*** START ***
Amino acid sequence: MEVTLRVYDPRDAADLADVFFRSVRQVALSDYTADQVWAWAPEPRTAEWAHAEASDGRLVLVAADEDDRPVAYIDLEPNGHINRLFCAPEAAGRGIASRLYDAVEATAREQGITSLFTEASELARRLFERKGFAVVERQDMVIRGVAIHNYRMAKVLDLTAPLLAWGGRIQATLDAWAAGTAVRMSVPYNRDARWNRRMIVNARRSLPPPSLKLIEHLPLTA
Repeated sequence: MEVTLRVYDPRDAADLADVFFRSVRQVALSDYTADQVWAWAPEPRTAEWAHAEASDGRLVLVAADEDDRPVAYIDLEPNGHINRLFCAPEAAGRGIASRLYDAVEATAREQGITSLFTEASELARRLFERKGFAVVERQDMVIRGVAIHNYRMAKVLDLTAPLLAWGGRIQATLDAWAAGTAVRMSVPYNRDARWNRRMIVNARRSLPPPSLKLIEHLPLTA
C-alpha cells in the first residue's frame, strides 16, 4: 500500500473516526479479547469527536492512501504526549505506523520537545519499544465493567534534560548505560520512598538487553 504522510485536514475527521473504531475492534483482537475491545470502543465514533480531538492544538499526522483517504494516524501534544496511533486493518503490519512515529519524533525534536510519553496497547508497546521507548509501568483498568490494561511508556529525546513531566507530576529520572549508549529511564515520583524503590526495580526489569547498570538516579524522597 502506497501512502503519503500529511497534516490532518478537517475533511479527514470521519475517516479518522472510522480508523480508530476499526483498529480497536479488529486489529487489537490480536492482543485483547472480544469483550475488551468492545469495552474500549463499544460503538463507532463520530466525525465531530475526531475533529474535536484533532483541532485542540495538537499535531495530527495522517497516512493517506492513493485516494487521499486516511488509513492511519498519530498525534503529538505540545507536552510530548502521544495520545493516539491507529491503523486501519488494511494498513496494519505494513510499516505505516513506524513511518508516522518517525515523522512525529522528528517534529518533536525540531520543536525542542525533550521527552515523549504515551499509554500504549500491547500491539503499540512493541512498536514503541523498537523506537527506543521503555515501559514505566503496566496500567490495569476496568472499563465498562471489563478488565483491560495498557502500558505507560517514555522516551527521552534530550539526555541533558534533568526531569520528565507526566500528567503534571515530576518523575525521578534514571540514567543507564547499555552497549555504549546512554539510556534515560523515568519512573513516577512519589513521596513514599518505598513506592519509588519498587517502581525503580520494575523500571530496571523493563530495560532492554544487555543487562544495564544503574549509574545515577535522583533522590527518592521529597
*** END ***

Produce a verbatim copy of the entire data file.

Amino acid sequence: MEVTLRVYDPRDAADLADVFFRSVRQVALSDYTADQVWAWAPEPRTAEWAHAEASDGRLVLVAADEDDRPVAYIDLEPNGHINRLFCAPEAAGRGIASRLYDAVEATAREQGITSLFTEASELARRLFERKGFAVVERQDMVIRGVAIHNYRMAKVLDLTAPLLAWGGRIQATLDAWAAGTAVRMSVPYNRDARWNRRMIVNARRSLPPPSLKLIEHLPLTA
Repeated sequence: MEVTLRVYDPRDAADLADVFFRSVRQVALSDYTADQVWAWAPEPRTAEWAHAEASDGRLVLVAADEDDRPVAYIDLEPNGHINRLFCAPEAAGRGIASRLYDAVEATAREQGITSLFTEASELARRLFERKGFAVVERQDMVIRGVAIHNYRMAKVLDLTAPLLAWGGRIQATLDAWAAGTAVRMSVPYNRDARWNRRMIVNARRSLPPPSLKLIEHLPLTA
C-alpha cells in the first residue's frame, strides 16, 4: 500500500473516526479479547469527536492512501504526549505506523520537545519499544465493567534534560548505560520512598538487553 504522510485536514475527521473504531475492534483482537475491545470502543465514533480531538492544538499526522483517504494516524501534544496511533486493518503490519512515529519524533525534536510519553496497547508497546521507548509501568483498568490494561511508556529525546513531566507530576529520572549508549529511564515520583524503590526495580526489569547498570538516579524522597 502506497501512502503519503500529511497534516490532518478537517475533511479527514470521519475517516479518522472510522480508523480508530476499526483498529480497536479488529486489529487489537490480536492482543485483547472480544469483550475488551468492545469495552474500549463499544460503538463507532463520530466525525465531530475526531475533529474535536484533532483541532485542540495538537499535531495530527495522517497516512493517506492513493485516494487521499486516511488509513492511519498519530498525534503529538505540545507536552510530548502521544495520545493516539491507529491503523486501519488494511494498513496494519505494513510499516505505516513506524513511518508516522518517525515523522512525529522528528517534529518533536525540531520543536525542542525533550521527552515523549504515551499509554500504549500491547500491539503499540512493541512498536514503541523498537523506537527506543521503555515501559514505566503496566496500567490495569476496568472499563465498562471489563478488565483491560495498557502500558505507560517514555522516551527521552534530550539526555541533558534533568526531569520528565507526566500528567503534571515530576518523575525521578534514571540514567543507564547499555552497549555504549546512554539510556534515560523515568519512573513516577512519589513521596513514599518505598513506592519509588519498587517502581525503580520494575523500571530496571523493563530495560532492554544487555543487562544495564544503574549509574545515577535522583533522590527518592521529597